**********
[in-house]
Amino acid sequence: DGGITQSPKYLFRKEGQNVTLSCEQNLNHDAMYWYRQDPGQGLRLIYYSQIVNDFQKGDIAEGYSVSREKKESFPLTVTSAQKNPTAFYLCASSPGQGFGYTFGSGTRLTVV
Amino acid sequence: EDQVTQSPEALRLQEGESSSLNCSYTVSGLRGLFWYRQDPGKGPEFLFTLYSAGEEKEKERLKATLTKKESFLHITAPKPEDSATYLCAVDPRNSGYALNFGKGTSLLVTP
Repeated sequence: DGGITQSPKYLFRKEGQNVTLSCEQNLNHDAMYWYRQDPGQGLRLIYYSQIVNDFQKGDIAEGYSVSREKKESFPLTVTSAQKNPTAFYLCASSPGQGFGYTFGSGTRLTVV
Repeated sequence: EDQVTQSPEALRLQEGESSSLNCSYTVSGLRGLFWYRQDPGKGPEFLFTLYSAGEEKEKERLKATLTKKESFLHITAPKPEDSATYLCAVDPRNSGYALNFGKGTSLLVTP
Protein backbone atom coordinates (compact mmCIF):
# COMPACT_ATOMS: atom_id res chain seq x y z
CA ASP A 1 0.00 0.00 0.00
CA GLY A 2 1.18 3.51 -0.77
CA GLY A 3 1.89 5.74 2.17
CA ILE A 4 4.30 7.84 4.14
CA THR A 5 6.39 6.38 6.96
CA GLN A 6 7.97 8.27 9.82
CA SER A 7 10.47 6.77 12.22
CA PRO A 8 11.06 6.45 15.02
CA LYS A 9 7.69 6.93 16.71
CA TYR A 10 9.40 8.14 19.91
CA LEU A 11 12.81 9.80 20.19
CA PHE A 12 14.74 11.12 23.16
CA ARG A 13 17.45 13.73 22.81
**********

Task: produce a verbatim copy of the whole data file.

[in-house]
Amino acid sequence: DGGITQSPKYLFRKEGQNVTLSCEQNLNHDAMYWYRQDPGQGLRLIYYSQIVNDFQKGDIAEGYSVSREKKESFPLTVTSAQKNPTAFYLCASSPGQGFGYTFGSGTRLTVV
Amino acid sequence: EDQVTQSPEALRLQEGESSSLNCSYTVSGLRGLFWYRQDPGKGPEFLFTLYSAGEEKEKERLKATLTKKESFLHITAPKPEDSATYLCAVDPRNSGYALNFGKGTSLLVTP
Repeated sequence: DGGITQSPKYLFRKEGQNVTLSCEQNLNHDAMYWYRQDPGQGLRLIYYSQIVNDFQKGDIAEGYSVSREKKESFPLTVTSAQKNPTAFYLCASSPGQGFGYTFGSGTRLTVV
Repeated sequence: EDQVTQSPEALRLQEGESSSLNCSYTVSGLRGLFWYRQDPGKGPEFLFTLYSAGEEKEKERLKATLTKKESFLHITAPKPEDSATYLCAVDPRNSGYALNFGKGTSLLVTP
Protein backbone atom coordinates (compact mmCIF):
# COMPACT_ATOMS: atom_id res chain seq x y z
CA ASP A 1 0.00 0.00 0.00
CA GLY A 2 1.18 3.51 -0.77
CA GLY A 3 1.89 5.74 2.17
CA ILE A 4 4.30 7.84 4.14
CA THR A 5 6.39 6.38 6.96
CA GLN A 6 7.97 8.27 9.82
CA SER A 7 10.47 6.77 12.22
CA PRO A 8 11.06 6.45 15.02
CA LYS A 9 7.69 6.93 16.71
CA TYR A 10 9.40 8.14 19.91
CA LEU A 11 12.81 9.80 20.19
CA PHE A 12 14.74 11.12 23.16
CA ARG A 13 17.45 13.73 22.81